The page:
The College of Humanities is pleased to welcome new faculty for the upcoming academic year.
“These are outstanding scholars who represent the breadth and diversity of Humanities scholarship and teaching,” said Dean Alain-Philippe Durand. “Their expertise in languages and cultures around the world will further our mission of graduating students equipped with the skills they need to succeed on the global job market.”
Lilia Coropceanu, Senior Lecturer
Department of French and Italian
Lilia Coropceanu will join the Department of French and Italian as a Senior Lecturer beginning in fall 2020. Lilia holds a M.A. in French and Francophone Literatures from University of Arizona and a Ph.D. in French from Emory University, where she taught for the past several years advanced-level courses in French language, literature and culture, as well as the graduate pedagogy methods seminar. From 2011 to 2020, she served as the Director of Undergraduate Studies of the French program. She also regularly taught in the Emory French Studies Summer Program in Paris, and has served as the Program Director and Faculty Associate. Lilia Coropceanu has presented her research on second language acquisition and French literature at multiple regional and national professional conferences. In the area of French literature, her research interests include conceptions and techniques of self-constitution in French novelistic narrative (seventeenth-, eighteenth-, and nineteenth century literature). She is the author of Faber Suae Fortunae : L’autoformation du sujet chez Mme de Lafayette, Marivaux et Stendhal. (New York: Peter Lang, 2010, in series Currents in Comparative Romance Languages and Literatures).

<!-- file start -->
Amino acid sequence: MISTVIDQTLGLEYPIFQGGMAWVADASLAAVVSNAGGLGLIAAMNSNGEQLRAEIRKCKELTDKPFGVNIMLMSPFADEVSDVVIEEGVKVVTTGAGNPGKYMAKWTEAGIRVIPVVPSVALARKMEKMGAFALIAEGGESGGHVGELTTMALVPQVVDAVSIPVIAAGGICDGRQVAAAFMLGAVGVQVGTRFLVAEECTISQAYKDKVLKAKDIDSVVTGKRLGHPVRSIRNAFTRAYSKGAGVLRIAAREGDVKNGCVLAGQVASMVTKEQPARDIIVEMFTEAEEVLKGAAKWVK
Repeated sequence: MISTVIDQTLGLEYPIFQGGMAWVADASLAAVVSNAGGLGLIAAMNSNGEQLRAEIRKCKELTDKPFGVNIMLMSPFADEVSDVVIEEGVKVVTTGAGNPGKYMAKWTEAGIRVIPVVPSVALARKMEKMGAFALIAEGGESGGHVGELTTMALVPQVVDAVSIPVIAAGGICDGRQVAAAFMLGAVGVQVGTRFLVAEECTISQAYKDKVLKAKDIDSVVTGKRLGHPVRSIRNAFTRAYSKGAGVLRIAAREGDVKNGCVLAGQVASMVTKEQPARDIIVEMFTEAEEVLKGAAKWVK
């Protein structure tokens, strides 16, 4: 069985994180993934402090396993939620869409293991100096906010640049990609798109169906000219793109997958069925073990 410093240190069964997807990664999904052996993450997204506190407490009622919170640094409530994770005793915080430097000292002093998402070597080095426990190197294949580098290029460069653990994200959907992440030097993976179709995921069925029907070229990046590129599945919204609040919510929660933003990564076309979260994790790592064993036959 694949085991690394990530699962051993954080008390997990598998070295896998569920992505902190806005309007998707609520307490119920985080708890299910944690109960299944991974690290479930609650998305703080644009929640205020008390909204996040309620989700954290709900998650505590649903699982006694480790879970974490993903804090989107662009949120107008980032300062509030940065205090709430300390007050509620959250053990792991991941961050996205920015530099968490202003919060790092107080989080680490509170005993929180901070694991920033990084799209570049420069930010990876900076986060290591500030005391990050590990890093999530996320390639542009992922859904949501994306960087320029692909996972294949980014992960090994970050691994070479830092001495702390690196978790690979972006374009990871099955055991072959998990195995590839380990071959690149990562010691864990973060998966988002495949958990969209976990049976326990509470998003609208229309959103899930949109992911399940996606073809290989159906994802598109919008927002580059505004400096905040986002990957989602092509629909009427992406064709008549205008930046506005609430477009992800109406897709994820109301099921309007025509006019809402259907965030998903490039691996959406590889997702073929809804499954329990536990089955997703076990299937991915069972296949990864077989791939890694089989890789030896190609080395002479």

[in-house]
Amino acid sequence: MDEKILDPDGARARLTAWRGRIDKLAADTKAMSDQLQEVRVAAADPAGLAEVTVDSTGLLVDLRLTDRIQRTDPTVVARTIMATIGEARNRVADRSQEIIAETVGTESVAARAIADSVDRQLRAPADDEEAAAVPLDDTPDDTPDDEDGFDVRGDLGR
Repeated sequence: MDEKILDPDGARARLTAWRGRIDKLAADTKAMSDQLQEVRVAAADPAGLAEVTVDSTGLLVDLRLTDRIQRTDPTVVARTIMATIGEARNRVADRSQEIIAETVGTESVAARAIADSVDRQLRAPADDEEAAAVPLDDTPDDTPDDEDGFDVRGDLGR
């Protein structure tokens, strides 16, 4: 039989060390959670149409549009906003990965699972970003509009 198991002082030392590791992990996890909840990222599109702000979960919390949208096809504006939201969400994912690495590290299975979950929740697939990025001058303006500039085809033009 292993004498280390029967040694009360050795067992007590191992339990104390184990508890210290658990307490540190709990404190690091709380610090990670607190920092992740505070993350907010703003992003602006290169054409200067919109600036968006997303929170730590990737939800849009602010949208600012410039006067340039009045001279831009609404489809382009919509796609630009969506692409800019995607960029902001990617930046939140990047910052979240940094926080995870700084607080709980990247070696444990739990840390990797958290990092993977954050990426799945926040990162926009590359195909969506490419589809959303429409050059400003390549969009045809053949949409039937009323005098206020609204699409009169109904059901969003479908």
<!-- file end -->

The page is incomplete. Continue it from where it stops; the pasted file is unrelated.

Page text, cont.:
Brett Esaki, Assistant Professor
Department of East Asian Studies
Dr. Brett J. Esaki (Ph.D. in Religious Studies, University of California, Santa Barbara) specializes in Asian American studies, with a focus on spirituality, popular culture, and comprehensive sustainability. He focuses on methods to examine religion on the ground, especially ethnography, cultural studies, and subjugated history. His publications detail how American minorities, including Asian Americans and African Americans, creatively use religion and art to preserve, to reinvent, and to discover a sense of their full humanity. He is the author of Enfolding Silence: The Transformation of Japanese American Religion and Art under Oppression (Oxford 2016). Dr. Esaki's teaching specialties include Asian American religions; religion and popular culture, including hip hop and other embodied arts; and history, ideology, and philosophy of race and in the United States.
Borbala Gaspar, Adjunct Instructor
Department of French and Italian
Borbala Gaspar received her Ph.D. from the University of Arizona (2020) in Second Language Acquisition and Teaching. She also holds an MA degree in ELL, and a B.A. degree in Teaching Italian as a Foreign language from Szeged, Hungary. Her main research interest is in agency development and learner imagination in relation to foreign language learning. With a special focus on language learners, as a foreign language instructor and researcher, Borbala continues to dedicate her career to better foreign language teaching and learning.